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    U.S. Navy Sailors participate in a medical training exercise on the deck of the Arleigh Burke-class guided missile destroyer USS Lassen (DDG 82) with an MH-60R Seahawk helicopter, in the South China Sea, October 28, 2015

    'South China Sea Dispute Causes Countries in the Region to Turn to US'

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    Asia & Pacific
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    US-Chinese Standoff in South China Sea (51)
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    In an attempt to explain the American patrols in the South China Sea, US Defense Secretary Ashton Carter has claimed that the tension in the South China Sea has forced many countries in the region to turn to the US for protection and “intensify their security cooperation” with Washington.

    "The attention to disputed claims in the South China Sea, the prominence of those disputes, is having the effect of causing many countries in the region to want to intensify their security cooperation with the United States," US Defense Secretary Ashton Carter told reporters on Sunday on his way to South Korea for high-level security talks.

    The US defense chief however did not specify which particular countries have turned to the US for help.

    Carter said a topic of discussion at an upcoming defense summit in Malaysia would include developments in the South China Sea, "the most notable of which in the last year has been the unprecedented rate of dredging and military activity by China."

    Six countries, namely Brunei, the People's Republic of China, the Republic of China (Taiwan), Malaysia, the Philippines, and Vietnam have overlapping claims to territory in the South China Sea. The disputes concerning both the Spratly and the Paracel islands, two island chains claimed in whole or in part by a number of countries. Additionally, the maritime boundaries in the Gulf of Tonkin remain disputed.

    Although largely uninhabited, the Paracels and the Spratlys may have reserves of natural resources around them.

    The sea is also a major shipping route and home to fishing grounds that are essential to the livelihoods of people throughout the region.

    China claims by far the largest swath of territory and says its right to the area goes back centuries to when the Paracel and Spratly island chains were regarded as integral parts of the Chinese nation, and in 1947 it issued a map detailing its claims. It showed the two island groups falling entirely within its territory.

    Vietnam hotly disputes China's historical account, saying China had never claimed sovereignty over the islands before the 1940s. Vietnam says it has actively ruled over both the Paracels and the Spratlys since the 17th Century — and has the documents to prove it.

    The other major claimant in the area is the Philippines, which invokes its geographical proximity to the Spratly Islands as the main basis for its claim to part of the disputed zone.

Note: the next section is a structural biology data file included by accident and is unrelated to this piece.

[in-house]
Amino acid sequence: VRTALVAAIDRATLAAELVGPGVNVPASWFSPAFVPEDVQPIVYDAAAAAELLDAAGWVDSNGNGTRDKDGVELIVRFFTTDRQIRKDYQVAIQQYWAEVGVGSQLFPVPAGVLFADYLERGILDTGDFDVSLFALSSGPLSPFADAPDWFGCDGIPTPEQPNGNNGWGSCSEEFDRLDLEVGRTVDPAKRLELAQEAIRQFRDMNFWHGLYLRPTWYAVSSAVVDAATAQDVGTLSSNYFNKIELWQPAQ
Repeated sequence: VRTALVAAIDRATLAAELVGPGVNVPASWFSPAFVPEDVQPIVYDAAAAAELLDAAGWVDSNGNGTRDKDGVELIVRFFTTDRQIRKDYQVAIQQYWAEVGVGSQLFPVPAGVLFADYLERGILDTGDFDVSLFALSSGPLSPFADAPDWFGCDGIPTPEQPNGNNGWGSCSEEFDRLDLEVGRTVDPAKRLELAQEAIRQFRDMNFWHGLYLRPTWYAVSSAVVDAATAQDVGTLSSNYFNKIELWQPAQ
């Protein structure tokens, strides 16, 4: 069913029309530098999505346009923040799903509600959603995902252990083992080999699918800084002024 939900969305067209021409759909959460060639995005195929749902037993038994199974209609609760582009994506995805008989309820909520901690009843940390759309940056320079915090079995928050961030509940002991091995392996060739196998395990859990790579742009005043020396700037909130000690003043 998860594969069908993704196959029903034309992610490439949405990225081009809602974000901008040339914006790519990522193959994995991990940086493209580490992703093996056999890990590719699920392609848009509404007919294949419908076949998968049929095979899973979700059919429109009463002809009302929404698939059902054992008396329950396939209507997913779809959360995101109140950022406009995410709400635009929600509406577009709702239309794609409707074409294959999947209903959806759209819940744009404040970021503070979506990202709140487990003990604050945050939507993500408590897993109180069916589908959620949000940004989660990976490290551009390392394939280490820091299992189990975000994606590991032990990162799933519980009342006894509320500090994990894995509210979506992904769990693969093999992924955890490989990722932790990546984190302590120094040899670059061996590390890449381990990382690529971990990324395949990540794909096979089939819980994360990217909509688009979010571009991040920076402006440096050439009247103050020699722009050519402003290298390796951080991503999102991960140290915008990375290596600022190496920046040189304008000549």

Both the Philippines and China lay claim to the Scarborough Shoal (known as Huangyan Island in China) — a little more than 100 miles (160km) from the Philippines and 500 miles (800 km) from China.

    On Thursday  the Permanent Court of Arbitration in the Hague decided to hear the Philippines' claims to waters in the South China Sea. It is expected to rule on the merits of the case as early as next year.

    China said it will not take part in the hearings and will never recognize the court ruling, as the court’s decision to rule on the case "was made without taking the rights of China into account".

    Malaysia and Brunei also lay claim to territory in the South China Sea that they say falls within their economic exclusion zones, as defined by UNCLOS — the United Nations Convention on the Law of the Sea.
    Brunei does not claim any of the disputed islands, but Malaysia claims a small number of islands in the Spratlys.

    On Tuesday, the USS Lassen, a US Navy missile destroyer sailed through the disputed waters in the South China Sea in the first of a series of planned patrols challenging Chinese territorial claims.

    China strongly criticized the United States and issued a statement asserting it would take all necessary measures to safeguard its sovereignty and security.

    Malaysia, Vietnam and Brunei, along with the US, are signatory members of the Trans-Pacific Partnership, a secretive trade alliance forged between 12 Pacific Rim countries earlier this month. Taiwan and the Philippines have shown an interest in joining. The most notable country in the Pacific Rim not involved in the negotiations is China.

    Topic:
    US-Chinese Standoff in South China Sea (51)

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    Tags:
    court hearing, security cooperation, territorial dispute, Permanent Court of Arbitration, US Navy, Ashton Carter, South China Sea, China, United States
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